With an instaneous current flow in the direction indicated by the arrowheads the magnetic field l-I developed by current flow in coil d will be directed out of the floor 17 while the magnetic field H developed by current flow in coil 6 will be directed into the flow 17. Since the current flowing in guide conductor 12 is an alternating current alternating at some particular frequency, typically in the audio frequency range, it will be difficult to detect any meaninful information from the various magnetic fields which likewise change at the same frequency unless some reference is provided. In accordance with the present invention, such reference is provided by winding the coils of set 24 to develop fields of alternating polarity and then, for example, comparing the instantaneous phase of magnetic field H against the instantaneous phase of magnetic field H Since both sets of coils are commonly energized, the currents in both sets will always be in phase and consequently the flux developed by the associated coils in each set, i.e., 1 and a, 2 and a, 3 and a, 4 and b, etc., will either be in phase or out of phase, de-' pending upon the selected winding direction of coils a Accordingly, by providing sensor 18 with a first receiving coil 32 disposed for serial passage through the fields created by coil set 24, and a second receiving coil 36 disposed for serial passage through the fields created by coil set 26, two electromotive forces (EMFs) can be generated which can be compared to provide an eight digit binary code. (Note that alternatively, other magnetic field sensing devices may be substituted for the illustrated receiving coils). However, since a rather wide coil diameter (sensor travel distance over each coil) is used, on the order of 2 inches in the-coils of bank 24, and the diameter of the'coils in set 26 varies from two'inchesto multiples thereof, it will be necessary to provide means for selecting particular physical positions at which to sample the magnetic fields generated by the associated pairs of coils. This function is accomplished by means of a third receiving coil 30 which has its sensitive axis orthogonally disposed relative to receiver coil 32.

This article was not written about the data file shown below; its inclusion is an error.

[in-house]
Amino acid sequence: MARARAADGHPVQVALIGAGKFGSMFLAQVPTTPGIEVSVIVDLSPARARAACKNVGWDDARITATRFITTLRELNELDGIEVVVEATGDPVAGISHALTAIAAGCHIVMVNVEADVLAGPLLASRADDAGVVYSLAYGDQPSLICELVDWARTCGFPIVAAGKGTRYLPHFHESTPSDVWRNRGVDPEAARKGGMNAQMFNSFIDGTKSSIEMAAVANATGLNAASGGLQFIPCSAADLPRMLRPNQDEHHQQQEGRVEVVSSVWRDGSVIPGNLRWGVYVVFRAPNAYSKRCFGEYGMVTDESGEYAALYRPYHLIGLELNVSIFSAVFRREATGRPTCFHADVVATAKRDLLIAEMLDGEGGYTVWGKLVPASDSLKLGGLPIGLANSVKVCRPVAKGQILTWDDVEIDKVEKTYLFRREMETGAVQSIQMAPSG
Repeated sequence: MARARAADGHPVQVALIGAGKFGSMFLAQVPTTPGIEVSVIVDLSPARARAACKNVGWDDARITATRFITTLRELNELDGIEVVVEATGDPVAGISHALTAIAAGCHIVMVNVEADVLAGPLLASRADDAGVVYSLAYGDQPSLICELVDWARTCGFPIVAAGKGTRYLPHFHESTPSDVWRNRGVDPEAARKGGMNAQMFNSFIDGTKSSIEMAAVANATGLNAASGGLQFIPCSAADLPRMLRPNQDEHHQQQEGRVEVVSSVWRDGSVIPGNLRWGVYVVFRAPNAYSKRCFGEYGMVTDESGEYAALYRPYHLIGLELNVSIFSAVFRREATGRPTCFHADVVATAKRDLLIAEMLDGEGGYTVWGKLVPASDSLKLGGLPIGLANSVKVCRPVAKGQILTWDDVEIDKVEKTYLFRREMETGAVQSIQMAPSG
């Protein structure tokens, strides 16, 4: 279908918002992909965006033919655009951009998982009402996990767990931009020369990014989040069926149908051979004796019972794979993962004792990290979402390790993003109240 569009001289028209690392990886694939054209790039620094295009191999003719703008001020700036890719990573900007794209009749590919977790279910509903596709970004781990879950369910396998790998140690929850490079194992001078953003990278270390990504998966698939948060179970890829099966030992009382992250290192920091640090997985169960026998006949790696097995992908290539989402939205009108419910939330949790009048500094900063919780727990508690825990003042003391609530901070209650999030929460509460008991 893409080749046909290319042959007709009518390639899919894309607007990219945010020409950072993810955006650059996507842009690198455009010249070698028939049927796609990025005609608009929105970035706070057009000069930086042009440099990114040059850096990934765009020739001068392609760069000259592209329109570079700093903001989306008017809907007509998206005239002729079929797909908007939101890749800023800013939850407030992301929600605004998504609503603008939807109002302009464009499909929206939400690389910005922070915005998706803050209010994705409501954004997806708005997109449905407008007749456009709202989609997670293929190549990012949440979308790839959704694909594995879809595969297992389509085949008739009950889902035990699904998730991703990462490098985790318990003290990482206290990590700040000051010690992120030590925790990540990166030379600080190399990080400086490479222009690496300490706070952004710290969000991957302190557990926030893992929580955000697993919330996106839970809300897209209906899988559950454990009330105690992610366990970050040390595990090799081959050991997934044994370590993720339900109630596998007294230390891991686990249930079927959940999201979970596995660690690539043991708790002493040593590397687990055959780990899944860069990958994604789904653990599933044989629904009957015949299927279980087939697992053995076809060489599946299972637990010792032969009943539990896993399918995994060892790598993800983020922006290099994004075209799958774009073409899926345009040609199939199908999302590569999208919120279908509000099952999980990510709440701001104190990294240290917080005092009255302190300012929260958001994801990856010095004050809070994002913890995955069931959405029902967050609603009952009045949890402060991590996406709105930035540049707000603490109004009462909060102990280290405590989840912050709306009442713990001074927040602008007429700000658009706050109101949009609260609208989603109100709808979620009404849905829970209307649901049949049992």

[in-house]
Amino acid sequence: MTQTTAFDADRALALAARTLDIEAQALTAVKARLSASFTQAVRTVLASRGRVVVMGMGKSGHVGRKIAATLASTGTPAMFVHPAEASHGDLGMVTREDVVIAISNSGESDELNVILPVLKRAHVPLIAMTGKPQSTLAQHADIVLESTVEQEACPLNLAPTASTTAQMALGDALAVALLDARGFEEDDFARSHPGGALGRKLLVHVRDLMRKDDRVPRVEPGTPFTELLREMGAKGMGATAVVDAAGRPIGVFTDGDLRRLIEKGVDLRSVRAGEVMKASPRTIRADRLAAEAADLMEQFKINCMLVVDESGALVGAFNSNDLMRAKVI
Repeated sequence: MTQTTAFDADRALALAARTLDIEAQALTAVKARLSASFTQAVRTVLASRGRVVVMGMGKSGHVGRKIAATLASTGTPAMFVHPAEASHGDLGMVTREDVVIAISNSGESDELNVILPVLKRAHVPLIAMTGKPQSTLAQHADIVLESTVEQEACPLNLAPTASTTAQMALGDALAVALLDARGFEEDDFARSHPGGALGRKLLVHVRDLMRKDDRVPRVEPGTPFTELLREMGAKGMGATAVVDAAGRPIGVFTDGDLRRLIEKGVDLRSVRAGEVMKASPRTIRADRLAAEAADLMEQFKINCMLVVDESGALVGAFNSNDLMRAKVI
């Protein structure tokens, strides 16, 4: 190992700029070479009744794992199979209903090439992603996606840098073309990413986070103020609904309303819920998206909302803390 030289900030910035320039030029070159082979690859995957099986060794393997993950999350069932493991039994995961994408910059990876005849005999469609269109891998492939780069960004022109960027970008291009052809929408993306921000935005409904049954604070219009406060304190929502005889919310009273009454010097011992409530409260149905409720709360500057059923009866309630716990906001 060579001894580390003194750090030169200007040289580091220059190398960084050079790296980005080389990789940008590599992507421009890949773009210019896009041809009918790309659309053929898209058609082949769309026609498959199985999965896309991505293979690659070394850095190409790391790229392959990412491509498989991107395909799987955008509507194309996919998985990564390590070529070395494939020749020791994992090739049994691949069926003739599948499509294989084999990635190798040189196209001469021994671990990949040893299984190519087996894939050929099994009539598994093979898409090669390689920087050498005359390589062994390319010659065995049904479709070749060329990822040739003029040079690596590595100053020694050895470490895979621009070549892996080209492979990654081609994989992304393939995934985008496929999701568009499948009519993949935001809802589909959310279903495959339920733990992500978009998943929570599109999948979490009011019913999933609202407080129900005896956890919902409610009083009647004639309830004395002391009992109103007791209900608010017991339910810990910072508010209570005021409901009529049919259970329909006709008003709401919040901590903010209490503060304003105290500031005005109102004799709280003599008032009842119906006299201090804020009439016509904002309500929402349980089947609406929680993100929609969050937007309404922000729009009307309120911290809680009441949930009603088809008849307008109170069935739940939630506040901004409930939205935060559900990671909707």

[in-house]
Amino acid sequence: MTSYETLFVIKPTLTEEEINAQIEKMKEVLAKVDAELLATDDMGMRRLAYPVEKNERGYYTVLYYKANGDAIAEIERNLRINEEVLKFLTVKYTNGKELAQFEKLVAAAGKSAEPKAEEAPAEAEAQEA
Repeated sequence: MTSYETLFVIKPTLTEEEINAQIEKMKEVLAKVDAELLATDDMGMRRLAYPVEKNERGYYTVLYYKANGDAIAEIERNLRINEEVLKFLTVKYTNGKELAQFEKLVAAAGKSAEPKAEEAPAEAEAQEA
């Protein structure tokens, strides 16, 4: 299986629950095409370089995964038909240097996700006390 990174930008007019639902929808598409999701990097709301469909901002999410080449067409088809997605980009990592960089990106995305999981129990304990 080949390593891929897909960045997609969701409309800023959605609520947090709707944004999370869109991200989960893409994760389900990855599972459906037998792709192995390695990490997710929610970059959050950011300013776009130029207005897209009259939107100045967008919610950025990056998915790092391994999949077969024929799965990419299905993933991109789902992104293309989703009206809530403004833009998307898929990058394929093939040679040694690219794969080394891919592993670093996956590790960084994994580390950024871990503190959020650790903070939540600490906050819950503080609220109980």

The sensitive axis of coil 30 lies in a plane parallel to the plane including the windings of set 24, whereas receiving coil 32 has a sensitive axis which lies in a plane perpendicular to the plane including the coils of set 24. Alternatively, coil '30 could be disposed with'its sensitive axis parallel to that of coil 32 if it were to be positioned relative to coil 32 such that it will pass over the transmitter coil forming conductors while coil 32 is passing over the center of the transmitter coil..Thus, as sensor 18 is passed over a particular station indicator, the windings of coil 30will cut through maximum flux when directly over the conductors 22 and will cut through minimum flux when positioned over the center I of each of the windings, while the windings of receiving coils 32 andv36 will cut through minimum flux whendirectly over a conductor and through maximum flux when over the center of a coil. As receiver coil 30 passes over'coils 1 through 8 in order, the induced EMF developed in the windings thereof will resemble the curve 31 schematically illustrated in part B of FIG. 5. For purposes of reference, the conductor positions and directions of current flow through coil set 24 are indicated in Part A of FIG. 5 which may be considered a longitudinal section taken along the path of traverse of coils 30 (and 32). The dots represent current directed out of the plane of the drawing, and the xs represent current directed into the plane of the drawing. The EMF induced in coil 32 in passing across transmitter coil set 24 is similarly illustrated by the curve 33 shown in part C of FIG. 5. Note that although similar in form to curve 31, i.e., resembling a sine wave, curve 33 is 90 out of phase with curve 31.